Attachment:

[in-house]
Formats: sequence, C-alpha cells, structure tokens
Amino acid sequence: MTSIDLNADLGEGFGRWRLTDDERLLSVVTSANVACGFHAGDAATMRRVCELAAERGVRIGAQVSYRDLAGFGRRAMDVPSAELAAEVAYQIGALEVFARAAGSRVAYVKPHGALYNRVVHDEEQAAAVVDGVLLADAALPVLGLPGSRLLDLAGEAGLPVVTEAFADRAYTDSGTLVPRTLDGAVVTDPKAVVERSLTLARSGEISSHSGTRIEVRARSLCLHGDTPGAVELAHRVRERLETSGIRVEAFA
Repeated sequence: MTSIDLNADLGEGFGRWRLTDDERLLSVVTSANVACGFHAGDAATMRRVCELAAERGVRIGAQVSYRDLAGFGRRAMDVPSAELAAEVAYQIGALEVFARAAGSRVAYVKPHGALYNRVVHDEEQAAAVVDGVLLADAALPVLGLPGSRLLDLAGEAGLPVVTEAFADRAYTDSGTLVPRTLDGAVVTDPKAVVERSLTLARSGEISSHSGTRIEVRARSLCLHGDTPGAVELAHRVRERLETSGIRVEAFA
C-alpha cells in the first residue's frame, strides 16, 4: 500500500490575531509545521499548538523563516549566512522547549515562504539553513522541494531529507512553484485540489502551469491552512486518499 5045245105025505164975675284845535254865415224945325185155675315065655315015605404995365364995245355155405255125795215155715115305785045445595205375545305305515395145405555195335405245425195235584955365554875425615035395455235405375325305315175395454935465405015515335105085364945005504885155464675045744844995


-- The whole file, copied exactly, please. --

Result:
[in-house]
Formats: sequence, C-alpha cells, structure tokens
Amino acid sequence: MTSIDLNADLGEGFGRWRLTDDERLLSVVTSANVACGFHAGDAATMRRVCELAAERGVRIGAQVSYRDLAGFGRRAMDVPSAELAAEVAYQIGALEVFARAAGSRVAYVKPHGALYNRVVHDEEQAAAVVDGVLLADAALPVLGLPGSRLLDLAGEAGLPVVTEAFADRAYTDSGTLVPRTLDGAVVTDPKAVVERSLTLARSGEISSHSGTRIEVRARSLCLHGDTPGAVELAHRVRERLETSGIRVEAFA
Repeated sequence: MTSIDLNADLGEGFGRWRLTDDERLLSVVTSANVACGFHAGDAATMRRVCELAAERGVRIGAQVSYRDLAGFGRRAMDVPSAELAAEVAYQIGALEVFARAAGSRVAYVKPHGALYNRVVHDEEQAAAVVDGVLLADAALPVLGLPGSRLLDLAGEAGLPVVTEAFADRAYTDSGTLVPRTLDGAVVTDPKAVVERSLTLARSGEISSHSGTRIEVRARSLCLHGDTPGAVELAHRVRERLETSGIRVEAFA
C-alpha cells in the first residue's frame, strides 16, 4: 500500500490575531509545521499548538523563516549566512522547549515562504539553513522541494531529507512553484485540489502551469491552512486518499 5045245105025505164975675284845535254865415224945325185155675315065655315015605404995365364995245355155405255125795215155715115305785045445595205375545305305515395145405555195335405245425195235584955365554875425615035395455235405375325305315175395454935465405015515335105085364945005504885155464675045744844995